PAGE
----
Metropolitan Opera has suffered serious financial shortfalls since 9/11,
amounting to several million dollars per year, mainly blamable on reduced
ticket revenue. To stanch the bleeding this season, the Met went dark
from Jan. 10-25, 2005, the period of poorest sales. Making lemonade out
of lemons, the Met Orchestra scheduled three concerts at Carnegie Hall
during the month (Jan. 9, 23, 30), providing some of the best music to
be heard in New York all year.
It is no secret that the MET Orchestra is the most reliable aspect of
any Metropolitan Opera production. Singers and sets and direction may
go awry, but the orchestra is almost always superb. So it is no surprise
to discover that when the MET Orchestra emerges from the pit to perform
on stage at Carnegie Hall, it delivers memorable music making. On January
23, the band offered a highly refined program to a packed house.
For me the draw was Canadian tenor Ben Heppner, fresh from a run of Otellos
at the Met, and in the middle of a packed season of recitals. Heppner
has been through several well-publicized vocal crises in the last few
years, characterized by dryness and cracking in mid-song. He seems to
have worked through these problems, and after drastic weight-loss (and
removal of goatee), has returned to his familiar hefty proportions and
the soloist in Mahlerís Das Lied von der Erde he sounded better than I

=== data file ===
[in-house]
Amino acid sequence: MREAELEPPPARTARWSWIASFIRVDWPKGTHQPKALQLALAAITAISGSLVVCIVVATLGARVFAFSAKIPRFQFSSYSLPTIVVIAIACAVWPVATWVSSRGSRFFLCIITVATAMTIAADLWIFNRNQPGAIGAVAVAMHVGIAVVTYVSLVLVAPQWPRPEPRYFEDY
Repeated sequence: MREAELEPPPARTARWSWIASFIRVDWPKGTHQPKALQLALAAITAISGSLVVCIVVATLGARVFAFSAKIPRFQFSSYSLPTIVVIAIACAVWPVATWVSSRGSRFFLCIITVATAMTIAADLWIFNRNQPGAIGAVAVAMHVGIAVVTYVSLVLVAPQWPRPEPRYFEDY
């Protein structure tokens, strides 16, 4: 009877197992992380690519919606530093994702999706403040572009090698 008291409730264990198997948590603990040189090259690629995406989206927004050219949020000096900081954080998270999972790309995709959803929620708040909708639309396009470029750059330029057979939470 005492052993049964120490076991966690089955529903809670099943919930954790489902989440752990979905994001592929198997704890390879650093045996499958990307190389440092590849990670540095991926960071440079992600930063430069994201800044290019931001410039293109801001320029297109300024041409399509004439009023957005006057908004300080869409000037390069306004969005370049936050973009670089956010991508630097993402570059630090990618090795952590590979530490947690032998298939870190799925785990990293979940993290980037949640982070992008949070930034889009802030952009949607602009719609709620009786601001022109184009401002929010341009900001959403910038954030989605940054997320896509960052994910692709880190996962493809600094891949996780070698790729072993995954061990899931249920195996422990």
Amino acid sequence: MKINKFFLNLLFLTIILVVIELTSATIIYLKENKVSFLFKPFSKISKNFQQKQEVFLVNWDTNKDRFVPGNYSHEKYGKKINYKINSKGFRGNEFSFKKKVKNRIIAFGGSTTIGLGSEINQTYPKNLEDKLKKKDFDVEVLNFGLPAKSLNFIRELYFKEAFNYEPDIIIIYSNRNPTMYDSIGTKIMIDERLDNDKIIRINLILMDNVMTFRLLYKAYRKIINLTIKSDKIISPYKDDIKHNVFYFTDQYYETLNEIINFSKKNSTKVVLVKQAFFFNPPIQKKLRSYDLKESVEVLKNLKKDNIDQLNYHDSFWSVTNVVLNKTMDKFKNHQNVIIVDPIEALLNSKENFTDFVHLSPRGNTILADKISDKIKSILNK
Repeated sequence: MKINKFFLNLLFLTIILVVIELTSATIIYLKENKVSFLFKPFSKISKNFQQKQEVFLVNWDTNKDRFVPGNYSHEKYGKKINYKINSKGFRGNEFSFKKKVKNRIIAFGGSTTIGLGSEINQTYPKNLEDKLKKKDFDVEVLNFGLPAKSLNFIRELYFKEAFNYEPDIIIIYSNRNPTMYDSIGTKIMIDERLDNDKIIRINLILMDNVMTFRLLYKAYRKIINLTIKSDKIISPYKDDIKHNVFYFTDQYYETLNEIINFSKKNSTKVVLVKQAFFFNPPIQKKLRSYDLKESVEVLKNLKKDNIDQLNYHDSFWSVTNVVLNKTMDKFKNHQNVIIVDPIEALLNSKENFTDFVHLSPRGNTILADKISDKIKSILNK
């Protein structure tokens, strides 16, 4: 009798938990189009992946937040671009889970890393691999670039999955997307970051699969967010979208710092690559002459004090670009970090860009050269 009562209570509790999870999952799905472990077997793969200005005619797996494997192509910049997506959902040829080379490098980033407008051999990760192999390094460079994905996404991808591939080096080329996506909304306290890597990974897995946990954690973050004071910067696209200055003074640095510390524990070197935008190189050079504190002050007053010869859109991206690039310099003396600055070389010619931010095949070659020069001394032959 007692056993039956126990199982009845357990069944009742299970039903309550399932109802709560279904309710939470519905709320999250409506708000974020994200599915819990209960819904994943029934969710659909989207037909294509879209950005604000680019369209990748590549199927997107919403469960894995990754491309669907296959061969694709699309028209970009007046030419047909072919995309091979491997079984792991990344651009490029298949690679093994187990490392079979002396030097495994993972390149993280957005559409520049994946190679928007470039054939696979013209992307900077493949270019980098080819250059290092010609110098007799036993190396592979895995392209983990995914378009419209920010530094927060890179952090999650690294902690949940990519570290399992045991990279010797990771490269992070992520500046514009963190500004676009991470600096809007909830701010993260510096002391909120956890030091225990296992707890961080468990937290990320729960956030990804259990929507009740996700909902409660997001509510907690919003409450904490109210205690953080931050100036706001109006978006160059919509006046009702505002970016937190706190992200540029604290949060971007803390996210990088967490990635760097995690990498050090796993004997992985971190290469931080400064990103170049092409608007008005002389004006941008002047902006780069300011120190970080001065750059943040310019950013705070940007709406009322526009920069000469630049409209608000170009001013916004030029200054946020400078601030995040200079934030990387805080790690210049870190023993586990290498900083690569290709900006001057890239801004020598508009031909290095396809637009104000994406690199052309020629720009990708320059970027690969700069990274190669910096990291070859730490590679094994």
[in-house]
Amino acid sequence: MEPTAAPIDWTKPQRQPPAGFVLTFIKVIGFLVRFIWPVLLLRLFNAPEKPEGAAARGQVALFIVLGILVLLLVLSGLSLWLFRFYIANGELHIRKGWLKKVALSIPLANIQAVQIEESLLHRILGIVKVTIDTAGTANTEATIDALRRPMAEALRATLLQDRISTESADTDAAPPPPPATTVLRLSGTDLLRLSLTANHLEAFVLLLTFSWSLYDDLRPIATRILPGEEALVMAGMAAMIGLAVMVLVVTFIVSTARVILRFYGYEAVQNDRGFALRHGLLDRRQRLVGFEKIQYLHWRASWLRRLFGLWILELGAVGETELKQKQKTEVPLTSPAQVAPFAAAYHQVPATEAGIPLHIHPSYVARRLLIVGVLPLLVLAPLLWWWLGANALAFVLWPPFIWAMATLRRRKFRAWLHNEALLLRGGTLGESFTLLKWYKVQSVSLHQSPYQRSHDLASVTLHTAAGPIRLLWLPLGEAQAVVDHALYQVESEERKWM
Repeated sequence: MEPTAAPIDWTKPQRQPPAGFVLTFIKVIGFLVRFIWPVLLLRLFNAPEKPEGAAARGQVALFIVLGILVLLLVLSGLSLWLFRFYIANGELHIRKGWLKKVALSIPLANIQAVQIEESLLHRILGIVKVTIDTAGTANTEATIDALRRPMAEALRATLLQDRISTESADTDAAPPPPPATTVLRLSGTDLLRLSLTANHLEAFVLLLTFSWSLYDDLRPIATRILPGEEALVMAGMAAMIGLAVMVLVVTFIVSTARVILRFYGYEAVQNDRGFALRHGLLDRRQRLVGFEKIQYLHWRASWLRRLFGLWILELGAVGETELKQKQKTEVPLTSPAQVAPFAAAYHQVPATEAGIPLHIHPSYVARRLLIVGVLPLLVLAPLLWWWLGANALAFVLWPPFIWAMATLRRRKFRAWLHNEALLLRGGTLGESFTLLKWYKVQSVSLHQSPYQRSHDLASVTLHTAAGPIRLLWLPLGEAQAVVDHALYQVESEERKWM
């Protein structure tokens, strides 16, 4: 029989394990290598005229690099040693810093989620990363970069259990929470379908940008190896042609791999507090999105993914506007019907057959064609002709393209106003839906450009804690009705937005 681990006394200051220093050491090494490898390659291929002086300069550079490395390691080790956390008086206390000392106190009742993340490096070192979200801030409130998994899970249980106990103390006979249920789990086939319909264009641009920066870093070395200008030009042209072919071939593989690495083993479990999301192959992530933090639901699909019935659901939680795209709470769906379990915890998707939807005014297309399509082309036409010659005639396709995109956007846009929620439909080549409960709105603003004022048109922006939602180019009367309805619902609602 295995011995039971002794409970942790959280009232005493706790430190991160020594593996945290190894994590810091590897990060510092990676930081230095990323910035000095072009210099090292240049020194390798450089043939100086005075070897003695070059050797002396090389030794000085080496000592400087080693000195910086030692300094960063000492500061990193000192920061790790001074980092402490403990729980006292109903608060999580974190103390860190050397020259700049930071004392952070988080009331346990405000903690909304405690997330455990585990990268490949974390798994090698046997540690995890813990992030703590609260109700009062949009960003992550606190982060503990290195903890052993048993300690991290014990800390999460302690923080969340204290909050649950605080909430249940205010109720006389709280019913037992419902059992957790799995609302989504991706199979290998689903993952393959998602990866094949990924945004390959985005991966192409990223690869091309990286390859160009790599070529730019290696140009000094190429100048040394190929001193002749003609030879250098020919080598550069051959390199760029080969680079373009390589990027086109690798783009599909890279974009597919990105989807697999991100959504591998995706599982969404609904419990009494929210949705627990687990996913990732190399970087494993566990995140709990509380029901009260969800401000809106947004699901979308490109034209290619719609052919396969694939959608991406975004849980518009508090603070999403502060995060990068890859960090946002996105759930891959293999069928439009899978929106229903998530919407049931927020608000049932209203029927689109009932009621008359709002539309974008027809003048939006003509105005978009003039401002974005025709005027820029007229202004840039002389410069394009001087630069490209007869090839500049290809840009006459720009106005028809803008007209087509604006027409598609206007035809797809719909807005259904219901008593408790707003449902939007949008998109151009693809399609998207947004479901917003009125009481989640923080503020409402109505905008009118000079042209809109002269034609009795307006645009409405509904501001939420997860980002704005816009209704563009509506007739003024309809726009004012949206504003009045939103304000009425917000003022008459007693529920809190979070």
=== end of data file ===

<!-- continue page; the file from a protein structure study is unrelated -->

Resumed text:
have ever heard him. The voice was powerful, steady, and controlled, with
a rich timbre and smooth legato. Unlike in his past troubled times, there
was no sense of pinching or effort, none of the caponized sound of a voice
under harsh discipline. Only very briefly, on a couple of highish notes
and in a certain tricky transitional area, did his voice sharpen slightly.
But as if to defy the gods, he fearlessly bellowed Das Trinklied von Jammer
der Erde - and was heard over the orchestra. Elsewhere he was sweetly
lyrical, as in Von der Jugend.
Swedish mezzo Anne Sofie von Otter replaced the scheduled Lorraine Hunt
Lieberson in the other solo part. Von Otter had some of Mahler's loveliest
music to sing, and she did her best with it. But, sadly, her voice has
lost its former luster. All too often in Der Einsame in Herbst her high
notes were dry. In general, her voice was wan and thin, so that even the
long, heart-wrenching prose poem of Der Abschied was traversed without
evoking emotion or magic.
The real star of the evening was the Met Orchestra. In Das Lied,, Levine
elicited exquisite precision, a palette of apt colors and crystal clear
effects. How different from the Mahler offered by some orchestras of great
repute, where decibels and speed are vainly deployed to hide technical
sloppiness. In Der Abschied, one tuned out Von Otter in order to savor
the prodigious professionalism of the orchestra (that harp solo!).
The concert opened with the Overture to Weberís Oberon, played without
any German heaviness or "monster opera" bombast. Levine tactfully
coaxed the players to an interpretation of unexpected musical delicacy
Unfortunately, Elliott Carterís Variations for Orchestra (1953-55) was
scheduled as penance. The octogenarian Carter (who was present and took
bows) is the highly respected dean of American composers. All honor to
his white hairs. The Variations was 23 minutes of clever but pointless
academic exercise that I (and most of the audience, to judge by their
restlessness), could have done without. The MET Orchestra played it perfectly.
> Carnegie Hall